Energy Omnibus II: It Doesn’t Shut Gas Plants

Virginia City Hybrid Energy Center, St. Paul, VA. It survives until at least 2030 and perhaps 2045 in the clean energy legislation. Dominion Photo.

By Steve Haner

Will all of Virginia’s existing fossil fuel electric power plants be closed under Governor Ralph Northam’s new clean energy transition legislation? As we continue our detailed examination of House Bill 1526 (with line references), the answers may surprise some. Not many of them. Not the natural gas plants.

Dominion Energy Virginia has been on a building spree for more than a decade, financing new coal, natural gas and woody biomass generators around the state with “rate adjustment clauses,” specific charged for specific projects. All of them emit carbon dioxide. Monthly bills now include six separate RACs or “riders,” costing residential consumers $12.43 cents for every one thousand kilowatt hours of juice they consume. 

Environmental activists disappointed in Governor Ralph Northam’s new clean energy transition legislation were looking for a far quicker retirement of existing fossil fuel generation and a ban on development of any new power plants emitting carbon dioxide or using transported natural gas. They preferred the stronger House Bill 77, more aligned with Green New Deal ideology, which passed one committee but was left in Appropriations to die.

Beginning on line 1284 of the successful bill (House engrossed version) the utilities are instructed to stop burning coal by 2024, except for a plant Dominion shares with the electric cooperatives and the newest Virginia coal plant, built by Dominion in Wise County. But in other proceedings, the utility has reported plans to close its remaining coal and oil units soon without this bill.

There is no mention in the bill of the company’s largest coal plant just across the line in West Virginia, so old it is covered in base rates and not a rider, although earlier versions apparently included language seeking to include it in the coal closure mandate.

All the biomass operations (supported by the smallest of the bill riders) must close by 2028, again with the exception of the Wise County plant, which mixes coal with wood.

Del. Terry Kilgore, R-Gate City, who has been a strong Dominion supporter in past battles, gave a speech in defense of that plant and against this bill on the House floor. That Wise County coal plant can remain open beyond 2030, but only if it installs a successful method to capture and sequester its CO2 emissions (line 1291). That technology does not now exist.

It isn’t until 2045 (see line 1294) that it and all other carbon-emitting plants must close. Dominion may preserve the heart of its new fossil fuel fleet for another two or three decades – the vast majority of their useful lifespans — if it complies with other mandates in the rest of the bill.

That might be good news for ratepayers who must pay for them either way, open or closed. But customers will also watch new rate adjustment clauses (riders) blossom on their bills for the offshore wind, onshore wind, square miles of solar fields and fleets of storage facilities demanded in this bill. With its authority weakened, there is not much the State Corporation Commission can do to prevent construction of excess generation in Dominion’s territory.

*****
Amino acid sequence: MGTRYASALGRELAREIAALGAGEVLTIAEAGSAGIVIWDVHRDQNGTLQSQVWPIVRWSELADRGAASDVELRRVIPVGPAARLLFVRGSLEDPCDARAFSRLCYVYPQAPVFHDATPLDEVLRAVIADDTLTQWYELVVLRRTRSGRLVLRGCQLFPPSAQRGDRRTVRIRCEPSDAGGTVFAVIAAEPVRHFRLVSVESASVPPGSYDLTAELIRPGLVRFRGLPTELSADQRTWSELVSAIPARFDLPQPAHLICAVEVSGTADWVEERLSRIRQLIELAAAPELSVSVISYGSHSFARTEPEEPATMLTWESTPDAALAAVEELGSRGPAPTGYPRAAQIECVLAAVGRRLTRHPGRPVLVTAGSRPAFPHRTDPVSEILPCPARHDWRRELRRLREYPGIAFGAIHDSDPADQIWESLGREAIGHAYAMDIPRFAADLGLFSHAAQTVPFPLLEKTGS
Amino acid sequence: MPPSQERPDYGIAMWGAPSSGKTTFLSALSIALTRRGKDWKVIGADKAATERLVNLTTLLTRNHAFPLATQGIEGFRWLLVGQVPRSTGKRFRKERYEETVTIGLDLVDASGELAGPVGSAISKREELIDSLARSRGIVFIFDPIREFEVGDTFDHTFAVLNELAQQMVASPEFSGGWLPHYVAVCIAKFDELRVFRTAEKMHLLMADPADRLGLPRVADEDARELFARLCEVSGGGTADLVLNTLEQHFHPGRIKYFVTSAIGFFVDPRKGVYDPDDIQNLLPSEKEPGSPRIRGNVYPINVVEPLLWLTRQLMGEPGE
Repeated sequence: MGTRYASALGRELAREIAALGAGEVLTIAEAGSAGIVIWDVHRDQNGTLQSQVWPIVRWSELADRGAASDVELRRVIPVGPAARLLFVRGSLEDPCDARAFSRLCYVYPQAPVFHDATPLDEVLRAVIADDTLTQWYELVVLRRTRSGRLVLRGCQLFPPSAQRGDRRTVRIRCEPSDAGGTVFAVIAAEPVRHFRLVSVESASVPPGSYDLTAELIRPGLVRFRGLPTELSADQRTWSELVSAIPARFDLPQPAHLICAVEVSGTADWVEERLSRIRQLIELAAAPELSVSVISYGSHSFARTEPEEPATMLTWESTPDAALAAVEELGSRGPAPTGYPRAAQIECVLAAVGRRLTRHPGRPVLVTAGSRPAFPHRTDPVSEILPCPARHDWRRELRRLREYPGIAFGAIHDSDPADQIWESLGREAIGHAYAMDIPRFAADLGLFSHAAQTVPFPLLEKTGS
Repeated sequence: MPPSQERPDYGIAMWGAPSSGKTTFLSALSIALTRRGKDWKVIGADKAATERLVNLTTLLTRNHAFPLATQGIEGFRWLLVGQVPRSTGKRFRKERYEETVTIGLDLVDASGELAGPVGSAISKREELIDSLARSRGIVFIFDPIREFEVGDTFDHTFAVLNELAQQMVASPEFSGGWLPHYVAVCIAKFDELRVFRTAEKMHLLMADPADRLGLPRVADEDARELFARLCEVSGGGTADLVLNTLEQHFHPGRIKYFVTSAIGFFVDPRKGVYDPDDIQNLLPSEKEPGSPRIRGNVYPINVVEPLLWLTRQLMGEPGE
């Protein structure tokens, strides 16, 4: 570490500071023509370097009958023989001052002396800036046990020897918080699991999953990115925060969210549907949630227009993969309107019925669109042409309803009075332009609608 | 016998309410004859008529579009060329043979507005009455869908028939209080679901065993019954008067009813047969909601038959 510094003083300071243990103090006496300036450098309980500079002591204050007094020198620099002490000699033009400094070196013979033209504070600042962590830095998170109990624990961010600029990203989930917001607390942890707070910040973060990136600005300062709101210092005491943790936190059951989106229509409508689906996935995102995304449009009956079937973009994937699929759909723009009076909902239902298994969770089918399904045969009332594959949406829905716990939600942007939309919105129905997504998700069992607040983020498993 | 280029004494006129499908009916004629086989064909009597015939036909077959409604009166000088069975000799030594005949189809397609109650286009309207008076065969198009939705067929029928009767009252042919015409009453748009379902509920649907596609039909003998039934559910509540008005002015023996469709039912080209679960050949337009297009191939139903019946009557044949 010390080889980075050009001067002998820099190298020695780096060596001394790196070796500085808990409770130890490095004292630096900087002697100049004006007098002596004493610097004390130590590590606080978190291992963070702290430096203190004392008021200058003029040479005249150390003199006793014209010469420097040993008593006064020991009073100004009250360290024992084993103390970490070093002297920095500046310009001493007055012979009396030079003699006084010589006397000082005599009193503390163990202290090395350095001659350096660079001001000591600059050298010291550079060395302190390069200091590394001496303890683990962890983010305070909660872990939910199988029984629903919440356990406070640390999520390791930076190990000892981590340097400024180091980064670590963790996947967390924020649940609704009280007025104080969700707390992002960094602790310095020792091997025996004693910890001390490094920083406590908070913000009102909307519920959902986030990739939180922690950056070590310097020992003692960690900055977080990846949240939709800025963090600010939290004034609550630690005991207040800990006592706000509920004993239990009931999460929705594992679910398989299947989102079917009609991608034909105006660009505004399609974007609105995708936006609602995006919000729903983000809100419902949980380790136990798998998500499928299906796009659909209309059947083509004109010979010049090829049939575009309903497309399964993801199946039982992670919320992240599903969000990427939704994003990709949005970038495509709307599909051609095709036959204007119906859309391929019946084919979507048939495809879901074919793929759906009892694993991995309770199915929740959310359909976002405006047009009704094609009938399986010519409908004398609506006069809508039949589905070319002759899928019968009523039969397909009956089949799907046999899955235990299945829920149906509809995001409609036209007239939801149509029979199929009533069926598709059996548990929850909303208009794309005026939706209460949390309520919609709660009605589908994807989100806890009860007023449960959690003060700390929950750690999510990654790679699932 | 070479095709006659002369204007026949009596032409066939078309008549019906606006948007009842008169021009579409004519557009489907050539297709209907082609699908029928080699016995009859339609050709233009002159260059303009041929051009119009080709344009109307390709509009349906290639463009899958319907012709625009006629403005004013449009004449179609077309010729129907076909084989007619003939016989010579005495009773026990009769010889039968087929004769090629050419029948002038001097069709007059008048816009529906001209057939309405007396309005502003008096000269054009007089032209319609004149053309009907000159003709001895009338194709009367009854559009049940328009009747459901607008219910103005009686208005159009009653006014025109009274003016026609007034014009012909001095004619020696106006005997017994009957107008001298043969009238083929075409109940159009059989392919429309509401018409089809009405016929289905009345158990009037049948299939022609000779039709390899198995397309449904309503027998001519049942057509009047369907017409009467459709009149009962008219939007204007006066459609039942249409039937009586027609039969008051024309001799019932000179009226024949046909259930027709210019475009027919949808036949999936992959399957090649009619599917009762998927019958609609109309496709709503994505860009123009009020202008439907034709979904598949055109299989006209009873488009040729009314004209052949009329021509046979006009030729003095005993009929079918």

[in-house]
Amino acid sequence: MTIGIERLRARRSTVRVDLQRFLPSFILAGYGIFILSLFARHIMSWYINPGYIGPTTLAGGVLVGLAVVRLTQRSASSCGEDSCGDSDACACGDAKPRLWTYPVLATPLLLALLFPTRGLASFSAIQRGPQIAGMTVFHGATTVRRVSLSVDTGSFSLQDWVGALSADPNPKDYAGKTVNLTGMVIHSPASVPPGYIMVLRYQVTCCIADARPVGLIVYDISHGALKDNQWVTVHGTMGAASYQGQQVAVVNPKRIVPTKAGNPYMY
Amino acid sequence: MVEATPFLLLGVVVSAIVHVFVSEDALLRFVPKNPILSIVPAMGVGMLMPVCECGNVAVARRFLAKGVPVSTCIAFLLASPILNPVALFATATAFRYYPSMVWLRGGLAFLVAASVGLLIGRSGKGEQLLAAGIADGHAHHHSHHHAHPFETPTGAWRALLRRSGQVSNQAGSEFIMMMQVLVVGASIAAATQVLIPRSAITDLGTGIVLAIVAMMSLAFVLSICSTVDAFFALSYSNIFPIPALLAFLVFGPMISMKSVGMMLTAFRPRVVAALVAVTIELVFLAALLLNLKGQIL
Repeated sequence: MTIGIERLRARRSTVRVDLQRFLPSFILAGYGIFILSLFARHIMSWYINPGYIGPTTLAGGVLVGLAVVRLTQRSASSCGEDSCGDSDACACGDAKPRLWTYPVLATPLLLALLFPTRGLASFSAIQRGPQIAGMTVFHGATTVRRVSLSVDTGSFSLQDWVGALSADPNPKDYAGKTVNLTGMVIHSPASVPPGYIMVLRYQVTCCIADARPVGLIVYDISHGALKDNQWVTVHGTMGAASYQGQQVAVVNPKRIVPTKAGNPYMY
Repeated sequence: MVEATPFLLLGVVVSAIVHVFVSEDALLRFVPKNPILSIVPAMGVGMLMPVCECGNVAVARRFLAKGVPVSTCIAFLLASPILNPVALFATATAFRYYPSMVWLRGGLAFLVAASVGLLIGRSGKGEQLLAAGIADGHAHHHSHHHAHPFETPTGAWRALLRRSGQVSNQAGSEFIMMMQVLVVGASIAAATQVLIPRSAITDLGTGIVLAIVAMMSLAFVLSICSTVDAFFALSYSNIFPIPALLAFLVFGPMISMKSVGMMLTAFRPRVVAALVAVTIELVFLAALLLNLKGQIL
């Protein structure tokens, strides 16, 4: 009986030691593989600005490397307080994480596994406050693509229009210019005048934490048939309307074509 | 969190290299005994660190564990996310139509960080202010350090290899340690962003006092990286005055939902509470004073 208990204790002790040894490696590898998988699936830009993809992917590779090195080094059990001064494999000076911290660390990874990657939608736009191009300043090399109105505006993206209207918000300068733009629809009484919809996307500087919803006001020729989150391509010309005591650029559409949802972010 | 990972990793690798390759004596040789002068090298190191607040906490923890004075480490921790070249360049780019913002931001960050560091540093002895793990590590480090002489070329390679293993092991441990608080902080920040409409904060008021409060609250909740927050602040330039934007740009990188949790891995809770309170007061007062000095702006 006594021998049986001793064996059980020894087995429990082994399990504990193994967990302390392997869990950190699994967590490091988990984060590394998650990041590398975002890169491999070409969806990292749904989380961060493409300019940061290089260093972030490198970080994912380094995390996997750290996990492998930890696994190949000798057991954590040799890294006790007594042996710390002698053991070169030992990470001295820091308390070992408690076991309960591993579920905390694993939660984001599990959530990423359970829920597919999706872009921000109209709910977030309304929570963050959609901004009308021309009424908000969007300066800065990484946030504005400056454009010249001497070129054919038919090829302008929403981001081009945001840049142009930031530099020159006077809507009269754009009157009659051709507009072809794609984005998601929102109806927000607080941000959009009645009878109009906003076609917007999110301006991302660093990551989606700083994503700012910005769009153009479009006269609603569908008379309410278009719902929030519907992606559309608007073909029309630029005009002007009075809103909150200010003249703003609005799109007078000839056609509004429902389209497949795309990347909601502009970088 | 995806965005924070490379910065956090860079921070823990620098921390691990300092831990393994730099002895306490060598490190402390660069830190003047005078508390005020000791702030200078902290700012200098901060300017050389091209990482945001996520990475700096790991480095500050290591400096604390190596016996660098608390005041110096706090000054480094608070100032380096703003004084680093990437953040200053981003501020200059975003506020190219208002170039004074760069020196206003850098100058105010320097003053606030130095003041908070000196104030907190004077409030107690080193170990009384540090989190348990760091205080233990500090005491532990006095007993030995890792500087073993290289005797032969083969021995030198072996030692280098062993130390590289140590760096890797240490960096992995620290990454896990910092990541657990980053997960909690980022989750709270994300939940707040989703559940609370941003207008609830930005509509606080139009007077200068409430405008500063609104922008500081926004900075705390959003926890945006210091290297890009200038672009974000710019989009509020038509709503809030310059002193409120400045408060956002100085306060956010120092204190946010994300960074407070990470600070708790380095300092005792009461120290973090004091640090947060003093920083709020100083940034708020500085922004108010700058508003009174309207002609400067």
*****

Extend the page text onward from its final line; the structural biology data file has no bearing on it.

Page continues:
New fossil fuel plants are not  prohibited in the Governor’s legislation. The bills which passed the Virginia House and Senate Tuesday contain only a temporary moratorium on new fossil fuel generation and lay groundwork for a quick ban. There are three constraints on new fossil fuel plants in the bill.

In the enactment clauses at the end of the omnibus clean energy bill, clause number seven on line 1997 calls for the Northam Administration to prepare a report by January 2022 (note: after the next election) on how to achieve “100 percent carbon free electric energy generation by 2050 at least cost for ratepayers,” including a recommendation on whether to ban further fossil fuel plants. Only after that may the State Corporation Commission approve another fossil fuel plant.

Adding a belt to those suspenders, on line 593 it states that the State Corporation Commission may only approve more gas generation if it is needed for “the reliability and security of electric service,” and if the utility in question is meeting its energy savings goals established in this bill. Finally, there was the late addition by floor amendment of enactment clause 13, starting on line 2031. It reads:

  1. That by January 1, 2028, if the Secretary of Natural Resources and the Secretary of Commerce and Trade determine that the greenhouse gas reduction targets are not met pursuant to § 10.1-1330, then there shall be a moratorium on the issuance of permits for new fossil fuel fired generating facilities by January 1, 2030.

January 2028 is two governors down the line, and Virginia seems to upend its utility regulation policy between every election. New plants are theoretically possible, but if those three provisions become part of Virginia law, raising outside capital for additional fossil fuel generation is bound to be very difficult. But on close examination, it appears that most of the existing fleet of carbon-emitting plants (including the Dominion-owned coal plant in West Virginia) will continue operations for decades.